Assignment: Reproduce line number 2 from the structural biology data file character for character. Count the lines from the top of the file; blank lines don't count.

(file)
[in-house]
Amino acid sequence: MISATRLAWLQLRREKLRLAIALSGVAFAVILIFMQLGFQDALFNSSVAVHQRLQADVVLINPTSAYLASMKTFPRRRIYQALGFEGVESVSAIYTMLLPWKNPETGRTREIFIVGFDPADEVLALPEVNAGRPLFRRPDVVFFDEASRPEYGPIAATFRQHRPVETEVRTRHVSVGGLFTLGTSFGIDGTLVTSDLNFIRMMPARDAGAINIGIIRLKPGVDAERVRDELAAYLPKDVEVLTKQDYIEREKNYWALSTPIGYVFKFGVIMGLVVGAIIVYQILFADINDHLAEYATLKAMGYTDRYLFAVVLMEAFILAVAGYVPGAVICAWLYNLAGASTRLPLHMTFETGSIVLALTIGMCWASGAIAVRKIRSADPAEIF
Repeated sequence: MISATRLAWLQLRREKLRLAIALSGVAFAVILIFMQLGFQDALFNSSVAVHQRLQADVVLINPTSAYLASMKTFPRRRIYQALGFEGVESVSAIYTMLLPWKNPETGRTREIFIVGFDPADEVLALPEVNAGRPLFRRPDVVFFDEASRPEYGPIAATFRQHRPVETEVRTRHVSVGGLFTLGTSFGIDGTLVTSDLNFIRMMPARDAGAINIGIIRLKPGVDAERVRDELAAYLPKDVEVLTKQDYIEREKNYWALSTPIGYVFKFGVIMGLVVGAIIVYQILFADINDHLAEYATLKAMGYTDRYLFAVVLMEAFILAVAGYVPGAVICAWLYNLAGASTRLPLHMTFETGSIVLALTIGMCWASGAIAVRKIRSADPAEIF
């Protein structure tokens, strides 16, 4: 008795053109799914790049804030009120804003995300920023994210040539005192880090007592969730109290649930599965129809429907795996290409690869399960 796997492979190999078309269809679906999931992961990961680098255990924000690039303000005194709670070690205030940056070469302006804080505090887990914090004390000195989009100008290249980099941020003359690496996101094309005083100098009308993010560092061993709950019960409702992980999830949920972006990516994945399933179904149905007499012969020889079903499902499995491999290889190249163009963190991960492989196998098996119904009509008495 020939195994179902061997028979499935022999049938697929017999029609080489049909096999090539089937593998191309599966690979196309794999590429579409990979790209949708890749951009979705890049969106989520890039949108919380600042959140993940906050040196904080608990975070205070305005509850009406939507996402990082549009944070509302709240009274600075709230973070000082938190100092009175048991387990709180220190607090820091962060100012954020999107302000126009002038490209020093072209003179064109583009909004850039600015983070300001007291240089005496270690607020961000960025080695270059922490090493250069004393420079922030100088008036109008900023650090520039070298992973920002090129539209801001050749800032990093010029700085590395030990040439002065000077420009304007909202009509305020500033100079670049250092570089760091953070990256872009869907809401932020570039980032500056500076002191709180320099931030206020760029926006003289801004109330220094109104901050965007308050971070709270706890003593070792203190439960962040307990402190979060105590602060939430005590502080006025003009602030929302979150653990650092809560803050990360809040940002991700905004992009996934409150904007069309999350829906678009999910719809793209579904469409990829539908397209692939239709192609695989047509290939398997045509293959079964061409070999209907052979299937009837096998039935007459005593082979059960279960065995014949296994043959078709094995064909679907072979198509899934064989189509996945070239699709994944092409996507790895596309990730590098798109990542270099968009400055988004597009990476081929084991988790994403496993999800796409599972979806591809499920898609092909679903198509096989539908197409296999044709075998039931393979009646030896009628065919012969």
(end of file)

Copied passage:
Amino acid sequence: MISATRLAWLQLRREKLRLAIALSGVAFAVILIFMQLGFQDALFNSSVAVHQRLQADVVLINPTSAYLASMKTFPRRRIYQALGFEGVESVSAIYTMLLPWKNPETGRTREIFIVGFDPADEVLALPEVNAGRPLFRRPDVVFFDEASRPEYGPIAATFRQHRPVETEVRTRHVSVGGLFTLGTSFGIDGTLVTSDLNFIRMMPARDAGAINIGIIRLKPGVDAERVRDELAAYLPKDVEVLTKQDYIEREKNYWALSTPIGYVFKFGVIMGLVVGAIIVYQILFADINDHLAEYATLKAMGYTDRYLFAVVLMEAFILAVAGYVPGAVICAWLYNLAGASTRLPLHMTFETGSIVLALTIGMCWASGAIAVRKIRSADPAEIF